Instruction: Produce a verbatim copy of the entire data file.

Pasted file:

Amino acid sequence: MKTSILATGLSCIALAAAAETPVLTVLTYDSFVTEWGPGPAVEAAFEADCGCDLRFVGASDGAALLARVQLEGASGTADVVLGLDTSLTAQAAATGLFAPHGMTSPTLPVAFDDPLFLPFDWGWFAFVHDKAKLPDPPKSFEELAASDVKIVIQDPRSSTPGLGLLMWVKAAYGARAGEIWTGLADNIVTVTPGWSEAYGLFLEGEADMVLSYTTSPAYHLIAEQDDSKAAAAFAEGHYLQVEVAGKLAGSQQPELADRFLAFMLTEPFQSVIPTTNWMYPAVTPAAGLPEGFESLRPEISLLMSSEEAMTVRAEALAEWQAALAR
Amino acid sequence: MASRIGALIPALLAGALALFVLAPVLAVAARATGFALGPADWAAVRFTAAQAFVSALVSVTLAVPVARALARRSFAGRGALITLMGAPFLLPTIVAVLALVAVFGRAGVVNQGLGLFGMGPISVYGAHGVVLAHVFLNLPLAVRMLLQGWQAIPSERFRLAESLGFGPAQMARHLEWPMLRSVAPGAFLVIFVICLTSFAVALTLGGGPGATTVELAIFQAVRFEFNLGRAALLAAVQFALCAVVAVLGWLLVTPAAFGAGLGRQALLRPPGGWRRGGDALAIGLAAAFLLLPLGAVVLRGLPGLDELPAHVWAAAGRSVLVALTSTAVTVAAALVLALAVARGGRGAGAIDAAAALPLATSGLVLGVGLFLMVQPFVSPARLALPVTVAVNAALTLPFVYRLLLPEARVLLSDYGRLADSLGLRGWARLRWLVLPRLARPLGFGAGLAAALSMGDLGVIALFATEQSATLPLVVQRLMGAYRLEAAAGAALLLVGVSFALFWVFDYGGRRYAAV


Amino acid sequence: MKTSILATGLSCIALAAAAETPVLTVLTYDSFVTEWGPGPAVEAAFEADCGCDLRFVGASDGAALLARVQLEGASGTADVVLGLDTSLTAQAAATGLFAPHGMTSPTLPVAFDDPLFLPFDWGWFAFVHDKAKLPDPPKSFEELAASDVKIVIQDPRSSTPGLGLLMWVKAAYGARAGEIWTGLADNIVTVTPGWSEAYGLFLEGEADMVLSYTTSPAYHLIAEQDDSKAAAAFAEGHYLQVEVAGKLAGSQQPELADRFLAFMLTEPFQSVIPTTNWMYPAVTPAAGLPEGFESLRPEISLLMSSEEAMTVRAEALAEWQAALAR
Amino acid sequence: MASRIGALIPALLAGALALFVLAPVLAVAARATGFALGPADWAAVRFTAAQAFVSALVSVTLAVPVARALARRSFAGRGALITLMGAPFLLPTIVAVLALVAVFGRAGVVNQGLGLFGMGPISVYGAHGVVLAHVFLNLPLAVRMLLQGWQAIPSERFRLAESLGFGPAQMARHLEWPMLRSVAPGAFLVIFVICLTSFAVALTLGGGPGATTVELAIFQAVRFEFNLGRAALLAAVQFALCAVVAVLGWLLVTPAAFGAGLGRQALLRPPGGWRRGGDALAIGLAAAFLLLPLGAVVLRGLPGLDELPAHVWAAAGRSVLVALTSTAVTVAAALVLALAVARGGRGAGAIDAAAALPLATSGLVLGVGLFLMVQPFVSPARLALPVTVAVNAALTLPFVYRLLLPEARVLLSDYGRLADSLGLRGWARLRWLVLPRLARPLGFGAGLAAALSMGDLGVIALFATEQSATLPLVVQRLMGAYRLEAAAGAALLLVGVSFALFWVFDYGGRRYAAV